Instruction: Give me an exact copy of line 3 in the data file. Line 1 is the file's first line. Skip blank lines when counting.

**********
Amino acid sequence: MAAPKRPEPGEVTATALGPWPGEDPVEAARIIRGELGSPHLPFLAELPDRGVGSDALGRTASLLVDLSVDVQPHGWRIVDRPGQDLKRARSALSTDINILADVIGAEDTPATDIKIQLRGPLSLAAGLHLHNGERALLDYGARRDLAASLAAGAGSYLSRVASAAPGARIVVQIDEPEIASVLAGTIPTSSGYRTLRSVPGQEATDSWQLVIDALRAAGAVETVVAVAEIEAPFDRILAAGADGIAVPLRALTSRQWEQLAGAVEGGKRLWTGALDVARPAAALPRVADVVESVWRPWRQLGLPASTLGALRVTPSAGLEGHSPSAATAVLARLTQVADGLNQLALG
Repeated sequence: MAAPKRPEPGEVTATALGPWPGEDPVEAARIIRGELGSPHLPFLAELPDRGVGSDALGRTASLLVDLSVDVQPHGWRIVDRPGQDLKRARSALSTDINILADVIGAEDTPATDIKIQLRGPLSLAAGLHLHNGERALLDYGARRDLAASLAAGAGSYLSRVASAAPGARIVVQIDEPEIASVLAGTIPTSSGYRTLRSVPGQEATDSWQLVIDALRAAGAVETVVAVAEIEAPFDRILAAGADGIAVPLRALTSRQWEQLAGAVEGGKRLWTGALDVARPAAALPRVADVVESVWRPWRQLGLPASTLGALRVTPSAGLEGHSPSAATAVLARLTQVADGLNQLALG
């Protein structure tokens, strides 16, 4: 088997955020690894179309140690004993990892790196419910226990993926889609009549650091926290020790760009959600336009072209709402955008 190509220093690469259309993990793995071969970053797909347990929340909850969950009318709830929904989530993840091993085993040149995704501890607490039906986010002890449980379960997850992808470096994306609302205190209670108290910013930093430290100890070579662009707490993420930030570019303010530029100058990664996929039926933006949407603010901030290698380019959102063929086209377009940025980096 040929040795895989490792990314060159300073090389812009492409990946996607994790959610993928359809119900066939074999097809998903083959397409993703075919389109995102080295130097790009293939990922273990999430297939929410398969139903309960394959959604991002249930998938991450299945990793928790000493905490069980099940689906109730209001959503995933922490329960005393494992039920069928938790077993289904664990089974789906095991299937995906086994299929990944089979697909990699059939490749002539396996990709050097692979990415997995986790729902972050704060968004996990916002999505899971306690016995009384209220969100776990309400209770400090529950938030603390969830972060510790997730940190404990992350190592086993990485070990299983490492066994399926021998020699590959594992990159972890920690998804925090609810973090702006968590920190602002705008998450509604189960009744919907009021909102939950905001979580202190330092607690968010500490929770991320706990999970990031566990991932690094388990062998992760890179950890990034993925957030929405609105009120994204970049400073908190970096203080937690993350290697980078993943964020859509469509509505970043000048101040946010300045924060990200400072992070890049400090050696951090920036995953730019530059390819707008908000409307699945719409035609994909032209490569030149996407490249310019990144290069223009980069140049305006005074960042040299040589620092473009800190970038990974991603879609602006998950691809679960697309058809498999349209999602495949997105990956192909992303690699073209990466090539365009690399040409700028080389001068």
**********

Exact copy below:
């Protein structure tokens, strides 16, 4: 088997955020690894179309140690004993990892790196419910226990993926889609009549650091926290020790760009959600336009072209709402955008 190509220093690469259309993990793995071969970053797909347990929340909850969950009318709830929904989530993840091993085993040149995704501890607490039906986010002890449980379960997850992808470096994306609302205190209670108290910013930093430290100890070579662009707490993420930030570019303010530029100058990664996929039926933006949407603010901030290698380019959102063929086209377009940025980096 040929040795895989490792990314060159300073090389812009492409990946996607994790959610993928359809119900066939074999097809998903083959397409993703075919389109995102080295130097790009293939990922273990999430297939929410398969139903309960394959959604991002249930998938991450299945990793928790000493905490069980099940689906109730209001959503995933922490329960005393494992039920069928938790077993289904664990089974789906095991299937995906086994299929990944089979697909990699059939490749002539396996990709050097692979990415997995986790729902972050704060968004996990916002999505899971306690016995009384209220969100776990309400209770400090529950938030603390969830972060510790997730940190404990992350190592086993990485070990299983490492066994399926021998020699590959594992990159972890920690998804925090609810973090702006968590920190602002705008998450509604189960009744919907009021909102939950905001979580202190330092607690968010500490929770991320706990999970990031566990991932690094388990062998992760890179950890990034993925957030929405609105009120994204970049400073908190970096203080937690993350290697980078993943964020859509469509509505970043000048101040946010300045924060990200400072992070890049400090050696951090920036995953730019530059390819707008908000409307699945719409035609994909032209490569030149996407490249310019990144290069223009980069140049305006005074960042040299040589620092473009800190970038990974991603879609602006998950691809679960697309058809498999349209999602495949997105990956192909992303690699073209990466090539365009690399040409700028080389001068």